I’m batting cleanup on the Mary Sue roundtable with a bunt: I can’t get my head around it. “Mary Sue” as a critical term seems so particular to a certain practice, or at least so loose, as to elude me.
My critical proclivities tilt to the formal and textural over narrative, but still. I mean, I look in my toolbox, I got pomo, pron, meta, I-novel, Quijote, Pale Fire, Dante settling scores, artist-n-model, Godard in King Lear, Vito Acconci being really annoying. They’re not helping. I even got Wikis and whatnot, which tip me to:
Author surrogacy is a frequently observed phenomenon in hobbyist and amateur writing, so much that fan fiction critics have evolved the term Mary Sue… thought to evoke the cliché of the adolescent author who uses writing as a vehicle for the indulgence of self-idealization rather than entertaining others.
So it’s about amateurs and hobbyists, who want not for love, just control? Hackish pros dismiss the term so they don’t look like naked royalty? Okay.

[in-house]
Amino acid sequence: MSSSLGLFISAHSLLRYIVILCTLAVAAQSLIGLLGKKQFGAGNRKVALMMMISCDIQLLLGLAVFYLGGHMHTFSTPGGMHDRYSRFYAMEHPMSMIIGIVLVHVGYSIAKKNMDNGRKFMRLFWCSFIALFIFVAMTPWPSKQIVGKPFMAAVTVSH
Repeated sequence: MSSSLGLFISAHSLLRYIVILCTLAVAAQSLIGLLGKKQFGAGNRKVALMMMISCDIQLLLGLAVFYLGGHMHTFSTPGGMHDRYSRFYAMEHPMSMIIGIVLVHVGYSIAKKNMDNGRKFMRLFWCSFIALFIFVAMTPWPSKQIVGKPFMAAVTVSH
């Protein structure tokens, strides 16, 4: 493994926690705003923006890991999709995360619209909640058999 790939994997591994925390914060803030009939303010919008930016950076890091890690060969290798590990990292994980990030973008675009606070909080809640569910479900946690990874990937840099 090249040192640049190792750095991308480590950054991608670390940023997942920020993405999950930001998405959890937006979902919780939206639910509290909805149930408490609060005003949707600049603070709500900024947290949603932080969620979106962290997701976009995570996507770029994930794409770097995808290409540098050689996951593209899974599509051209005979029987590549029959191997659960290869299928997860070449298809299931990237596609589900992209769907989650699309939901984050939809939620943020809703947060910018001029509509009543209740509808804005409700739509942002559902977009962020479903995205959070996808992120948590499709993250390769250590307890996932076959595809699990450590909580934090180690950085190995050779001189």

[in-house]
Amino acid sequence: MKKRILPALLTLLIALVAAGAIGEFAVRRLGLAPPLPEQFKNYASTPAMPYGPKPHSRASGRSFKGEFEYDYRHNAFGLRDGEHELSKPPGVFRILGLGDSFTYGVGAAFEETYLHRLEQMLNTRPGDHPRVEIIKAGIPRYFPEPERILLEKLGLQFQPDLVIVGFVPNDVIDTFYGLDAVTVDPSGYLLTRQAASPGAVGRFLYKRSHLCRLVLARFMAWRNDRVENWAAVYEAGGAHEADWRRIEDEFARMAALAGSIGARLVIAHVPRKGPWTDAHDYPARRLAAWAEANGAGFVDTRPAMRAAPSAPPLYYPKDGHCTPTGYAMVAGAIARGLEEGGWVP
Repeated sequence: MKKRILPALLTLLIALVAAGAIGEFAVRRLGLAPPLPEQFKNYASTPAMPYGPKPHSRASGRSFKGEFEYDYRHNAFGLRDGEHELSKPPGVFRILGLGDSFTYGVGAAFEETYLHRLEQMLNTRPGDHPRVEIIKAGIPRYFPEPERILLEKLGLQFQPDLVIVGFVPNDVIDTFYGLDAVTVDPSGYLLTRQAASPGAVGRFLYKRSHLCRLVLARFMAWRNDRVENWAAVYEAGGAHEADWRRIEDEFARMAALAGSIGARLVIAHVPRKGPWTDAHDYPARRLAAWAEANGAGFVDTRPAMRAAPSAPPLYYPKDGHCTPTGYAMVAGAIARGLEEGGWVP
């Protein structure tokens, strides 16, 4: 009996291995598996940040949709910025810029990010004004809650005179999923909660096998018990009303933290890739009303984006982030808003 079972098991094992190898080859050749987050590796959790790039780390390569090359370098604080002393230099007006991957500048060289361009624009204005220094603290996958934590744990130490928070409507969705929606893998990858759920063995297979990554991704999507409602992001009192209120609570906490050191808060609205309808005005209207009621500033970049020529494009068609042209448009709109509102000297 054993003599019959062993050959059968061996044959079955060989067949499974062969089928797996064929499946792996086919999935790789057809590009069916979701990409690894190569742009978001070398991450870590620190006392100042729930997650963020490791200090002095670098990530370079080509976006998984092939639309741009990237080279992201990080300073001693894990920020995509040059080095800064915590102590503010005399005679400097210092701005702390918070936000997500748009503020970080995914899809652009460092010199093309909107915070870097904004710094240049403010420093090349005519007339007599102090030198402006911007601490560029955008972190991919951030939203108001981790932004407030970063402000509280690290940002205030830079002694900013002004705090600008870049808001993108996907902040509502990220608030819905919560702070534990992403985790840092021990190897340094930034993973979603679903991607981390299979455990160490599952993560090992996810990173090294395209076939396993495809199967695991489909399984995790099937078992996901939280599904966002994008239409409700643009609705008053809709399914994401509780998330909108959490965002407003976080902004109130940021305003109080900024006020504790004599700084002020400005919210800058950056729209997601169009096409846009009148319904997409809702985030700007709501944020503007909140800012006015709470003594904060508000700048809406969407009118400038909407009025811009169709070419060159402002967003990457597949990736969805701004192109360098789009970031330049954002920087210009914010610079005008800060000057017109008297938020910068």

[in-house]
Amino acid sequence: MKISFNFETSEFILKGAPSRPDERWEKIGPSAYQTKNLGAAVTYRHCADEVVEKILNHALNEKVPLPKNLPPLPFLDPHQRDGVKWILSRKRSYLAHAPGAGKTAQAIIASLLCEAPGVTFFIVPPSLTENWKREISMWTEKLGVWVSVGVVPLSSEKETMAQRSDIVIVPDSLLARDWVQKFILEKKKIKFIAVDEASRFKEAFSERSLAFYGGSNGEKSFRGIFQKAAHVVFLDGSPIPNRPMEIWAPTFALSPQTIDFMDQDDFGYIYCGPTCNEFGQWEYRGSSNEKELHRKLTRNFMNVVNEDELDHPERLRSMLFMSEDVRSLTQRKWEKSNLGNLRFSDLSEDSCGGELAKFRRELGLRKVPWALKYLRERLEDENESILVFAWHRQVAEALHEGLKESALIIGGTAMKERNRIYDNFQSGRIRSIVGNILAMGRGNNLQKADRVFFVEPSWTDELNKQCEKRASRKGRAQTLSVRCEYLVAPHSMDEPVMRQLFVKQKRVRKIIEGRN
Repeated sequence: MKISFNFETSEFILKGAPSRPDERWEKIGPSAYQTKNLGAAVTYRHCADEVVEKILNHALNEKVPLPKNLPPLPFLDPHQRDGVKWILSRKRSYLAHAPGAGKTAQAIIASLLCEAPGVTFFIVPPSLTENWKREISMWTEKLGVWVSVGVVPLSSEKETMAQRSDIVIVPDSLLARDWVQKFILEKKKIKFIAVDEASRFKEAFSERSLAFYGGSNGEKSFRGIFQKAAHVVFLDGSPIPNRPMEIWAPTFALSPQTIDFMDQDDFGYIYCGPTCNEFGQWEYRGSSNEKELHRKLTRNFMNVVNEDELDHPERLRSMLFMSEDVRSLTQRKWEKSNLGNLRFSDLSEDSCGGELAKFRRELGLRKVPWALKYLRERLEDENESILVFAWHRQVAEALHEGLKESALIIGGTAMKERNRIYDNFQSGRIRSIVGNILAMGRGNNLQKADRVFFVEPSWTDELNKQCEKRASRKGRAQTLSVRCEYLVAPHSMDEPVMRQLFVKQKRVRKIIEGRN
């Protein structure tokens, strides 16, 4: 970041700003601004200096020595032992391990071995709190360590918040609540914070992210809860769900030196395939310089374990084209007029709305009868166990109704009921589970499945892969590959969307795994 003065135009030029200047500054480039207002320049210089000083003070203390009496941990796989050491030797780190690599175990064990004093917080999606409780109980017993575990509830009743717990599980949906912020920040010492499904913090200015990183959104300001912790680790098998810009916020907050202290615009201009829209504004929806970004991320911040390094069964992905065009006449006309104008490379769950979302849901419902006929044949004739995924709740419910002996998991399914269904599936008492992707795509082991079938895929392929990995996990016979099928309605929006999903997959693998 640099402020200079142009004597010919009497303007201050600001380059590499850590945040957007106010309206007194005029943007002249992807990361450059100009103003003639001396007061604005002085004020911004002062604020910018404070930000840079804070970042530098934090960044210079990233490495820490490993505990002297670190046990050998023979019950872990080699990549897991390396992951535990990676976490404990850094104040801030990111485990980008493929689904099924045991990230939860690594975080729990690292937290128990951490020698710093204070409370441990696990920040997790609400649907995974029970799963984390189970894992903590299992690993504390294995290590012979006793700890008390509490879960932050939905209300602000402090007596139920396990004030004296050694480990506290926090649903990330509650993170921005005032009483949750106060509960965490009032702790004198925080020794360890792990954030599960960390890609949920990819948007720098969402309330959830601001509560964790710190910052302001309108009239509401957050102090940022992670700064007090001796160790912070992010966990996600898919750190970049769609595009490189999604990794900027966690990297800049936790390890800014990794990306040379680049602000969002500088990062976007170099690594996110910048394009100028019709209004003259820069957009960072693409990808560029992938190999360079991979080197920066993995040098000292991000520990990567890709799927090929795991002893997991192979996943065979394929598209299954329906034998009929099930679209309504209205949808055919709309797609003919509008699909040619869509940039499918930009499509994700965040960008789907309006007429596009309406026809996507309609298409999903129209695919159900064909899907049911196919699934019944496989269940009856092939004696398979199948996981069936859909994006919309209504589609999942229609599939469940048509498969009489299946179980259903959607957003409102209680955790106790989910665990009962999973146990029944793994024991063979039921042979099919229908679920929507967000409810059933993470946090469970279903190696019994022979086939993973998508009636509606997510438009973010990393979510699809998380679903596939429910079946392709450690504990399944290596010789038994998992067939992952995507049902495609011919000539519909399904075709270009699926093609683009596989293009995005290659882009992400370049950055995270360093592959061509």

My failing? I don’t read fanfiction or linger near.
Maybe I should. God only knows the scene’s apotheosis is Comiket, the fanmade comics festival in Tokyo (motto: “We outnumber Cleveland”). Fans don costumes, line up, engage in raw commerce. I’ve been to Tsukiji, the daily Comiket of fish. I imagine Comiket’s the same with less blood on the floor.
The spectacle’s candy for anthropologists. The works being bought and sold? I’m not so sure. What’s the breakout masterpiece? Which one will make me a fan of fanfic? I’ve never been convinced to take a look. In my experience, the activity trumps its product. I imagine it’s similar for participants, enjoying the community, the shared codes, the privacy, even. It’s why I like sports, naked tribalism for the primordial in us all. The characters, or players, become shorthand with other people who know the code. And they don’t make a lot of sense to people not clued in.
Which is why seeing my favorite piece of writing on the Net this year get its nits picked in the comments is such a pain:
How about agreeing on one definition of the concept you’re discussing at the start (the one the rest of the world uses too, preferably)?
Ah, the heartfelt meets the graceful tact of Phillipe Starck. As a term of literary criticism, “Mary Sue” has seemed an occasion, not an case study in precision. Besides, it’s very obscure. I had never encountered it prior to the roundtable, unlike “metonymy,” “inclusio” and “praeteritio,” and I suspect the rest of the world knows the latter three over the former. Perhaps using the term loosely marks one as outside the small group that birthed it, which on the Internet’s a mortal sin. So, since I can’t match Stephen Daedalus, Jeeves or Lewis Trondheim’s bald eagle with the term, I’ll bunt. Thrown out at first.